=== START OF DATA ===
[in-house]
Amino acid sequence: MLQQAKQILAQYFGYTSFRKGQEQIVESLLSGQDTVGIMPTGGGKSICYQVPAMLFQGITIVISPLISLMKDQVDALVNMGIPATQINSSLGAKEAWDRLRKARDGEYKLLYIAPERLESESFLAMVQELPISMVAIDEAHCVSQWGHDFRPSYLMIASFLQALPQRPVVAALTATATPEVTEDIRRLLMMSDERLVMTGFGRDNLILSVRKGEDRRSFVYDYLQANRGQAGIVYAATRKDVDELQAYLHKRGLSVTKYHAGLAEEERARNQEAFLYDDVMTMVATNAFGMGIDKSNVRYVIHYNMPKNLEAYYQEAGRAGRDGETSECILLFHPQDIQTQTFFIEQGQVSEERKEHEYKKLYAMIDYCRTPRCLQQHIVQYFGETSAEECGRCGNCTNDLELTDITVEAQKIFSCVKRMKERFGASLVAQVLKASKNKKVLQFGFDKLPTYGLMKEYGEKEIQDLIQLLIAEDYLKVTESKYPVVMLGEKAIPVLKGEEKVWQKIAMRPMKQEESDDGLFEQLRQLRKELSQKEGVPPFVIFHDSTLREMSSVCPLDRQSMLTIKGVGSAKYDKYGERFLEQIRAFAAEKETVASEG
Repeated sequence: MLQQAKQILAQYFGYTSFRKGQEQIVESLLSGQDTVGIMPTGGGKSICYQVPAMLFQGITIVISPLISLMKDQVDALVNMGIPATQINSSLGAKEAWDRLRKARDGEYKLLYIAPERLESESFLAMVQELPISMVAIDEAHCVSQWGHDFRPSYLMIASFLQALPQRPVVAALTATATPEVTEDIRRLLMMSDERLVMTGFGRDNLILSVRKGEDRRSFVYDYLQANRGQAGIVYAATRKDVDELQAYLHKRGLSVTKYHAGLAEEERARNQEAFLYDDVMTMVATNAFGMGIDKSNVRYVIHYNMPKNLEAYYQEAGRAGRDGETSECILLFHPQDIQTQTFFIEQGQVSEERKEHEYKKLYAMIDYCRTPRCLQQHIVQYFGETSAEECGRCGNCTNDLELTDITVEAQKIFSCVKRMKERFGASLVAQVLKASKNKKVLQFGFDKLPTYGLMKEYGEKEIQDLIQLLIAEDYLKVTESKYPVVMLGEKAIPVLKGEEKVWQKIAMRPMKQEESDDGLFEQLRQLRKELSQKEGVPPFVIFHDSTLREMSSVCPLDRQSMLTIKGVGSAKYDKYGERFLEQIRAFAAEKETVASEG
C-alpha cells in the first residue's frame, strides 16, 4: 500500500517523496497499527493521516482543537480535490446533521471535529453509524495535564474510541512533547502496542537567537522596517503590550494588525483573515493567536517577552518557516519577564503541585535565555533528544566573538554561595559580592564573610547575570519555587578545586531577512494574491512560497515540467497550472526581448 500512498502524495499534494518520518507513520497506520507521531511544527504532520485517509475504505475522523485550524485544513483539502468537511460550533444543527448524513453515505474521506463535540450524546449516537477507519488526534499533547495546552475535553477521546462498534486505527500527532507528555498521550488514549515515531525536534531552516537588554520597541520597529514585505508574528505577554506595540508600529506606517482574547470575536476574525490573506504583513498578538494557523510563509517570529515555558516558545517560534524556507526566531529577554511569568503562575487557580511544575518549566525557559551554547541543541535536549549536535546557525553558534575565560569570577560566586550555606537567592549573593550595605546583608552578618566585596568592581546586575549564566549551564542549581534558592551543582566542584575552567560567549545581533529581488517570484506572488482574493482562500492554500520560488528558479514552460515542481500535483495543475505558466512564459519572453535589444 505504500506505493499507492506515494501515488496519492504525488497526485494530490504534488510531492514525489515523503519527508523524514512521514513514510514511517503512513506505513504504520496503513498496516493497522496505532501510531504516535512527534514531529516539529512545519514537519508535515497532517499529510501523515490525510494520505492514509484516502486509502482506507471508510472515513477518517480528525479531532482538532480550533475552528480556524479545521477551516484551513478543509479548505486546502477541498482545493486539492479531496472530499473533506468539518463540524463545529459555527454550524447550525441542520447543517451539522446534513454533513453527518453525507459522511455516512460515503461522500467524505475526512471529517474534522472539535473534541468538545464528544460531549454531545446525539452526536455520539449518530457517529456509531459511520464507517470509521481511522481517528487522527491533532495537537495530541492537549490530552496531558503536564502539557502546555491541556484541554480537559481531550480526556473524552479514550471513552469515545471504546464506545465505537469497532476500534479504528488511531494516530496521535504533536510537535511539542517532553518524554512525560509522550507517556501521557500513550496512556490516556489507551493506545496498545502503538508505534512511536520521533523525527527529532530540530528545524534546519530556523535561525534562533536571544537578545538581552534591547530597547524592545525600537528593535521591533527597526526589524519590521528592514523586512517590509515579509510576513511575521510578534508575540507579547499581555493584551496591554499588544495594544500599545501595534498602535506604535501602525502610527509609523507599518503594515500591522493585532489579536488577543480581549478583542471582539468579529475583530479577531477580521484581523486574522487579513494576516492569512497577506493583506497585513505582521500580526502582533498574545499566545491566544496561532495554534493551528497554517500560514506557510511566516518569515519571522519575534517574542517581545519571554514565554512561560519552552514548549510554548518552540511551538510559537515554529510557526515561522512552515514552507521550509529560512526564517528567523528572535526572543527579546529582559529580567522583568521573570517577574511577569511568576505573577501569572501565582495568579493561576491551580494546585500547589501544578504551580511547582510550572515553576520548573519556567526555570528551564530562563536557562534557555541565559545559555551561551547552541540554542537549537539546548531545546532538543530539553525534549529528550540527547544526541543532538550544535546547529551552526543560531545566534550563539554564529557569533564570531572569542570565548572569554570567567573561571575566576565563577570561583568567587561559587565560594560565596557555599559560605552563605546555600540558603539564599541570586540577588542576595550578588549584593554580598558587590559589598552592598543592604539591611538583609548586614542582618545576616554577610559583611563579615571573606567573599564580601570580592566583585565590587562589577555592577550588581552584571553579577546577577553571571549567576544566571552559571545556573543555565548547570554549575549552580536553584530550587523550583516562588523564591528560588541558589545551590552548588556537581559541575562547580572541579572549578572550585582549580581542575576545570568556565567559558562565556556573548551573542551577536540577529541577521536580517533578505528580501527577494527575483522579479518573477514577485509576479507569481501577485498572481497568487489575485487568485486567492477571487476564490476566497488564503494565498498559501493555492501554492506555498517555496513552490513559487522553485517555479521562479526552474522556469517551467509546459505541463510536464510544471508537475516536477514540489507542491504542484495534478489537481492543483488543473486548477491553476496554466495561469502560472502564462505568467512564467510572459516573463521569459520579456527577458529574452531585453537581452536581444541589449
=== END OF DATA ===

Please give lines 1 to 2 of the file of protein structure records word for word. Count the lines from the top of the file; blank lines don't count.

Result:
[in-house]
Amino acid sequence: MLQQAKQILAQYFGYTSFRKGQEQIVESLLSGQDTVGIMPTGGGKSICYQVPAMLFQGITIVISPLISLMKDQVDALVNMGIPATQINSSLGAKEAWDRLRKARDGEYKLLYIAPERLESESFLAMVQELPISMVAIDEAHCVSQWGHDFRPSYLMIASFLQALPQRPVVAALTATATPEVTEDIRRLLMMSDERLVMTGFGRDNLILSVRKGEDRRSFVYDYLQANRGQAGIVYAATRKDVDELQAYLHKRGLSVTKYHAGLAEEERARNQEAFLYDDVMTMVATNAFGMGIDKSNVRYVIHYNMPKNLEAYYQEAGRAGRDGETSECILLFHPQDIQTQTFFIEQGQVSEERKEHEYKKLYAMIDYCRTPRCLQQHIVQYFGETSAEECGRCGNCTNDLELTDITVEAQKIFSCVKRMKERFGASLVAQVLKASKNKKVLQFGFDKLPTYGLMKEYGEKEIQDLIQLLIAEDYLKVTESKYPVVMLGEKAIPVLKGEEKVWQKIAMRPMKQEESDDGLFEQLRQLRKELSQKEGVPPFVIFHDSTLREMSSVCPLDRQSMLTIKGVGSAKYDKYGERFLEQIRAFAAEKETVASEG